A rally is scheduled in the Charles North neighborhood of Baltimore on Friday night as part of a nationwide campaign to protest police profiling of transgender women.
Supporters say the program helps women in the sex trade. Critics say the program detains women in handcuffs based on profiling and scant evidence -- which could include simply engaging passersby in conversation -- and then forces them into programs they may have no interest in taking part in.
The law the program is based on allows for people to be charged with prostitution if they "manifest the intent" to solicit.
"The truth is that many trans individuals are victims of sexual violence at an outstandingly higher rate than people in the general public," Perry said. "We have the responsibility as a community to stand up for them, because they are automatically assumed to be sluts and whores and sex workers just for existing, and all that does is perpetuate an environment where blaming a transgender person for being a victim is easy."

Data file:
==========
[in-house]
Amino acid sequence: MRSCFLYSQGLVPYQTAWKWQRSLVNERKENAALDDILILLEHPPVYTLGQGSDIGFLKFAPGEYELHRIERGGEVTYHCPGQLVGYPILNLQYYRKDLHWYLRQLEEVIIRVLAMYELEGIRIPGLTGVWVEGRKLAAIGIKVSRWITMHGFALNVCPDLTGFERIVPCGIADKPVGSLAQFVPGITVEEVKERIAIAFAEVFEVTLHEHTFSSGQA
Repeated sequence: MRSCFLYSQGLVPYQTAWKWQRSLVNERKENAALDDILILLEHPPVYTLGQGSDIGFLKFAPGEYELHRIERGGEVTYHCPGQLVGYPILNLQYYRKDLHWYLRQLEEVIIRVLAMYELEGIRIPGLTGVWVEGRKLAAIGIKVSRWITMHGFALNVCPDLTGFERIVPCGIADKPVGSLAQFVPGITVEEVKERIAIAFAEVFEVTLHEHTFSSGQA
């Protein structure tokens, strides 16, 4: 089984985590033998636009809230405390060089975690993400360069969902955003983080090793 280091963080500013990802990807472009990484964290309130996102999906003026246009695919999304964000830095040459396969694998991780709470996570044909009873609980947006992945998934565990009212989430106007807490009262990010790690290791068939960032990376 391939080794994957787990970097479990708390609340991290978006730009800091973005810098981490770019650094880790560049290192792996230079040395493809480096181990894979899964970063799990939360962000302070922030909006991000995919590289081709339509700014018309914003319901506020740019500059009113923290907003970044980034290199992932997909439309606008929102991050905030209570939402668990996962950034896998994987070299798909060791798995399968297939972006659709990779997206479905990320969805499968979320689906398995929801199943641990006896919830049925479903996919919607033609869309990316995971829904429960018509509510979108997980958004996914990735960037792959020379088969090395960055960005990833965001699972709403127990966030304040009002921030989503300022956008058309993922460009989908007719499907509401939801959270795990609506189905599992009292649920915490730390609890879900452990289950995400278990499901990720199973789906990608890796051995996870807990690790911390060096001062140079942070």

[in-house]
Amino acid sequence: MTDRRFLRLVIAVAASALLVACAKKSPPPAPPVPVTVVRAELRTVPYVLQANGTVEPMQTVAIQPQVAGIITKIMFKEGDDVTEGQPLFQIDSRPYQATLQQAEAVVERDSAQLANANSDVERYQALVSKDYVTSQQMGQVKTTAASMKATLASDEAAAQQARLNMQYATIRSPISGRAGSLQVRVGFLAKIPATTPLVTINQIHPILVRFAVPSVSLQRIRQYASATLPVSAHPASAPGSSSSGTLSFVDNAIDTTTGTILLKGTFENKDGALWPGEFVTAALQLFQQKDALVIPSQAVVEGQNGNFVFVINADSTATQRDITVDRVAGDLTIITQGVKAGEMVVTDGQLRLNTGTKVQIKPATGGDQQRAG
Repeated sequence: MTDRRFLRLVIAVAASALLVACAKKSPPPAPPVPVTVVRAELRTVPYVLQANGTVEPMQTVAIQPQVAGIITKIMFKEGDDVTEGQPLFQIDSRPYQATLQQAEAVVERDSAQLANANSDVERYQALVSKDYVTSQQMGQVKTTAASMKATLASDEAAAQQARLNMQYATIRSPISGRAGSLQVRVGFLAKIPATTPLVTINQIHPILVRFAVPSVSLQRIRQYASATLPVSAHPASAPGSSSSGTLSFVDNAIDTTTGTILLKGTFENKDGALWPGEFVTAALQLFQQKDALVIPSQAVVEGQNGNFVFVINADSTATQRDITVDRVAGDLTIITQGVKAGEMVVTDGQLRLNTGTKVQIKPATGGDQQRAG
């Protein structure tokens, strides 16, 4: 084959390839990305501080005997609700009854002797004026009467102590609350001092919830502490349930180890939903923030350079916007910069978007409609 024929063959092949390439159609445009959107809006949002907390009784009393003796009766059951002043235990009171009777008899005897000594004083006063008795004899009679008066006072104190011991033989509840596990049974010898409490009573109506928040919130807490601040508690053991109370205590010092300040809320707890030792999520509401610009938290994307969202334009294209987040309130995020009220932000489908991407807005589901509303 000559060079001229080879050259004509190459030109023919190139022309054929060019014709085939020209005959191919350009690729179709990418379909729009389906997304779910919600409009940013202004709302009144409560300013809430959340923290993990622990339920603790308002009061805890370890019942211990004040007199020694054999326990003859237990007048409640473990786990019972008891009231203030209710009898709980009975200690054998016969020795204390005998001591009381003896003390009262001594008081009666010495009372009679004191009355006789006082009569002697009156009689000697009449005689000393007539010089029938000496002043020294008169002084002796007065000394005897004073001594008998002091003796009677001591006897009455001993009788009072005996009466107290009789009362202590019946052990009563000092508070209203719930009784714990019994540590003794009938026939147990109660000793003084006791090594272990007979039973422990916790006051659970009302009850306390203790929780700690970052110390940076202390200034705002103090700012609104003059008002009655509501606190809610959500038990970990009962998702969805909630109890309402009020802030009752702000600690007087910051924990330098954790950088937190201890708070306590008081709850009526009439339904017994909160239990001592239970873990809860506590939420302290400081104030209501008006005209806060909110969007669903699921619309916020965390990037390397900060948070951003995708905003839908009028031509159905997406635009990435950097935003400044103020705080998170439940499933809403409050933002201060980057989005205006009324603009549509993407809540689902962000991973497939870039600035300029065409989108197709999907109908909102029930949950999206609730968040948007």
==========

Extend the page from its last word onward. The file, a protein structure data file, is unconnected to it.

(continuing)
Perry said her organization has heard about women in Baltimore being profiled as prostitutes just for "walking while trans" in the city, and wanted to rally against the practice at a time when Jones' case is bringing a lot of attention to the issue.
Elsewhere in the world:
- Daniel Franzese, the actor everyone knows as the gay character "Damian" in the 2004 film"Mean Girls," came out of the closet this week. No, he wasn't already out. He did so in an open letter to the character he played in the movie starring Lindsay Lohan. Also, Wheel of Fortune host Pat Sajak came out as... straight.
- Chelsea Manning, the former Army analyst convicted in July of stealing and leaking hundreds of thousands of documents to the anti-secrecy group Wikileaks, was granted her requested name change in a Kansas court. Chelsea, formerly named Bradley, explained her decision here.
- It was John Waters' birthday this week. To celebrate, take a look back at the Baltimore legend's life.